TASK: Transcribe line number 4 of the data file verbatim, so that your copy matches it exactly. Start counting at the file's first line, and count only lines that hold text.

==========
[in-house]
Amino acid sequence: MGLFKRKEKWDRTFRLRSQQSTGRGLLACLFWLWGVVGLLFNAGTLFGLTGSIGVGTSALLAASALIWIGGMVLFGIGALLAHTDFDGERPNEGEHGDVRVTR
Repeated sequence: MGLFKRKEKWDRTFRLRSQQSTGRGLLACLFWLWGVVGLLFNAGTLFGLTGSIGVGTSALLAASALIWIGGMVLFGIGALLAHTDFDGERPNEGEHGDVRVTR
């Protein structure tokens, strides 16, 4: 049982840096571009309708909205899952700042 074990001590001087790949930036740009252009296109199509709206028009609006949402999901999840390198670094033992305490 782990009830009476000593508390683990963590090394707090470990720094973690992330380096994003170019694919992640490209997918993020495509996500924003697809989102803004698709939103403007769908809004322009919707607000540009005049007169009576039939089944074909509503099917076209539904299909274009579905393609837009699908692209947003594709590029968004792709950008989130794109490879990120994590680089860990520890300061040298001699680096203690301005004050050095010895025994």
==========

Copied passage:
């Protein structure tokens, strides 16, 4: 049982840096571009309708909205899952700042 074990001590001087790949930036740009252009296109199509709206028009609006949402999901999840390198670094033992305490 782990009830009476000593508390683990963590090394707090470990720094973690992330380096994003170019694919992640490209997918993020495509996500924003697809989102803004698709939103403007769908809004322009919707607000540009005049007169009576039939089944074909509503099917076209539904299909274009579905393609837009699908692209947003594709590029968004792709950008989130794109490879990120994590680089860990520890300061040298001699680096203690301005004050050095010895025994």